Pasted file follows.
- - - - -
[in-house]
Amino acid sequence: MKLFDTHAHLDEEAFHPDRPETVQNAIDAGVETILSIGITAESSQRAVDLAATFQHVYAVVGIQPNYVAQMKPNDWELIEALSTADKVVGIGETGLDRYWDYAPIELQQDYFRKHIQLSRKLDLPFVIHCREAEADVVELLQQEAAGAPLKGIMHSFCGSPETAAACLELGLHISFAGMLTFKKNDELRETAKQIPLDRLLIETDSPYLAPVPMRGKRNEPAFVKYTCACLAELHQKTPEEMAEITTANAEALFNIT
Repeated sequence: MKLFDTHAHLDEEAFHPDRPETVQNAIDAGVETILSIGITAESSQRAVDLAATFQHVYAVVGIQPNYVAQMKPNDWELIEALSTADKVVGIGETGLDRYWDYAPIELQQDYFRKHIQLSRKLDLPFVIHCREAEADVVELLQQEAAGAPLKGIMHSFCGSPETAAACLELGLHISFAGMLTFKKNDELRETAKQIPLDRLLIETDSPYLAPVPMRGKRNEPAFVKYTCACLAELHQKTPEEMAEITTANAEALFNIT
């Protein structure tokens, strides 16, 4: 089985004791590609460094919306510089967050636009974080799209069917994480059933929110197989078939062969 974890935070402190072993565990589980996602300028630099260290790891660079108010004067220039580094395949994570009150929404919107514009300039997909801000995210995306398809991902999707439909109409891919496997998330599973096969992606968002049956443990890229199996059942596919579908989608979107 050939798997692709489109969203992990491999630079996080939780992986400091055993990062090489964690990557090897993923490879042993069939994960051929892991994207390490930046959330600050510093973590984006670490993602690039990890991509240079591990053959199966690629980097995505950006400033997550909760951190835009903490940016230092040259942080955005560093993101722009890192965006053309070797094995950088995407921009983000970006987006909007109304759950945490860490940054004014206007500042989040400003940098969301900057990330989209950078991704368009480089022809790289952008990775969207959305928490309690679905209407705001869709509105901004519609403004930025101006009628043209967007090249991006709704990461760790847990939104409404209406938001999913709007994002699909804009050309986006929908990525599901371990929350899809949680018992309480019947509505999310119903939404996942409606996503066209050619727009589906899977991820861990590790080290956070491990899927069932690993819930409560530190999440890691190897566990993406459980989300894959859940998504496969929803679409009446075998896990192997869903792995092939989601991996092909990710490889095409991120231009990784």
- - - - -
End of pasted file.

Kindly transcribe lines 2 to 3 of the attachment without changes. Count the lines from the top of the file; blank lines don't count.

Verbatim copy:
Amino acid sequence: MKLFDTHAHLDEEAFHPDRPETVQNAIDAGVETILSIGITAESSQRAVDLAATFQHVYAVVGIQPNYVAQMKPNDWELIEALSTADKVVGIGETGLDRYWDYAPIELQQDYFRKHIQLSRKLDLPFVIHCREAEADVVELLQQEAAGAPLKGIMHSFCGSPETAAACLELGLHISFAGMLTFKKNDELRETAKQIPLDRLLIETDSPYLAPVPMRGKRNEPAFVKYTCACLAELHQKTPEEMAEITTANAEALFNIT
Repeated sequence: MKLFDTHAHLDEEAFHPDRPETVQNAIDAGVETILSIGITAESSQRAVDLAATFQHVYAVVGIQPNYVAQMKPNDWELIEALSTADKVVGIGETGLDRYWDYAPIELQQDYFRKHIQLSRKLDLPFVIHCREAEADVVELLQQEAAGAPLKGIMHSFCGSPETAAACLELGLHISFAGMLTFKKNDELRETAKQIPLDRLLIETDSPYLAPVPMRGKRNEPAFVKYTCACLAELHQKTPEEMAEITTANAEALFNIT